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Bearing fruit! Orchard honour for ex-gravel pit

AN old gravel pit in Erewash has been honoured with an award backed by the King following its spectacular transformation into a woodland haven.

Orchid Wood in Breaston was picked by the Tree Council to receive the Golden Orchard salute.

The beauty spot off Sawley Road used to be a bleak sand and gravel quarry until 1998 when it was filled in.

More than 10,000 trees and shrubs have since been planted – leading to Erewash council granting it Local Nature Reserve status in 2020.

The Tree Council’s Golden Orchard awards were launched to mark the national charity’s 50th anniversary.

They come amid an ongoing push to plant more trees across the country – which was launched two years ago for the Queen’s Platinum Jubilee.

King Charles has been keen to continue with the initiative – called the Queen’s Green Canopy – following Her Majesty’s passing.

The Tree Council has a network of more than 6,000 volunteer tree wardens across the nation. The award was described as a testament to the dedication of those in Erewash – one of whom declared: “This is a great honour for the borough.”

The charity has donated ten large fruit trees which will be planted in a ceremony on Monday 22 January. The wood, which takes its name from an orchid glade, will also receive a commemorative plaque.

Councillor Joel Bryan, who is Erewash’s Lead Member for Environment, paid tribute to tree wardens Bob Swepstone and Marion Bryce along with their fellow volunteers.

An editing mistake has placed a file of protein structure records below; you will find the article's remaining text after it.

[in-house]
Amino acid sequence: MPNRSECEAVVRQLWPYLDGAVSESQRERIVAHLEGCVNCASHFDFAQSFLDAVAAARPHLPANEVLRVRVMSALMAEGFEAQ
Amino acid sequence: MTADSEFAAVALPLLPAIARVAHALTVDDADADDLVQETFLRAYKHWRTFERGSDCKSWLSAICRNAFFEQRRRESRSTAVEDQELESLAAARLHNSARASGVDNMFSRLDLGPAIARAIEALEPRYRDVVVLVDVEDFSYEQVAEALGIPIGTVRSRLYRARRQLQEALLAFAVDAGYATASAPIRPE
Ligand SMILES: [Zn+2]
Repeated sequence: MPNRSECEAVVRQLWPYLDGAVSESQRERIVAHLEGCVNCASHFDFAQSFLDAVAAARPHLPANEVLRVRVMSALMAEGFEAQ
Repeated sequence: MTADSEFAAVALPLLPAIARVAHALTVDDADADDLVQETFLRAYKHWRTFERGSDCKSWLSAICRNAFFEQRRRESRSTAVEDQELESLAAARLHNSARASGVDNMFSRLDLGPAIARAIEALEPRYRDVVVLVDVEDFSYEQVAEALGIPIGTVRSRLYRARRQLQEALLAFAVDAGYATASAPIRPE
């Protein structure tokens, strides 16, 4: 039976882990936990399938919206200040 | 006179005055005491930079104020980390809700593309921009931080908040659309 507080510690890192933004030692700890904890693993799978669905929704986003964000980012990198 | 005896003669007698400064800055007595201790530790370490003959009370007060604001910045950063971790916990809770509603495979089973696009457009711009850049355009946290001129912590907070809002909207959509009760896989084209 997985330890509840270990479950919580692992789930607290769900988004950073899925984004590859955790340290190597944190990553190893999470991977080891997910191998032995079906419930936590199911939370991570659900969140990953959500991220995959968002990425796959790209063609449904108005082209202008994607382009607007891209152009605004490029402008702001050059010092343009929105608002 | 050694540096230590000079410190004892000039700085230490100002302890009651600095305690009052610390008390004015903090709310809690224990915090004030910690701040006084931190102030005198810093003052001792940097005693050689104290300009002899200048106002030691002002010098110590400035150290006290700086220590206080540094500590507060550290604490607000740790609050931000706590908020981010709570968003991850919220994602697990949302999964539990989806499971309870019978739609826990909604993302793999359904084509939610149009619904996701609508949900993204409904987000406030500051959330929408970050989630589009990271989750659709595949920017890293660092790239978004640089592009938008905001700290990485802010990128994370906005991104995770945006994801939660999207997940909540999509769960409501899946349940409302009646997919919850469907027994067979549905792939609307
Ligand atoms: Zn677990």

Marion is honorary secretary of Long Eaton Natural History Society Wildlife Group. Cllr Bryan said:

        “Orchid Wood is a magical place – unrecognisable from the gravel pit it used to be. This is all thanks to the hard work of the volunteers, who should be immensely proud. We join the Tree Council in paying tribute to them.”

Telly’s Ben Fogle, who is a tireless supporter of the charity’s work, said: “Trees clean the air we breathe and they provide shade, shelter and food for birds, insects and precious small mammals.”

The former BBC Countryfile presenter added: “Above all, in my darkest moments, in times of loss and sadness, trees have provided me and my family with solace, comfort and awe.”

Tree Council CEO Sara Lom said: “Trees embody the past, present and green future of our planet.”

A TripAdvisor review of Orchid Wood praises it as a “relaxing” place to walk. Another hails it as “a great place to get some fresh air and exercise”.

The ten new orchard trees will bear apples, apricots, plums and gages. They will be planted behind two “friendship benches” which were recently installed thanks to an application to the Severn-Trent Community Fund.

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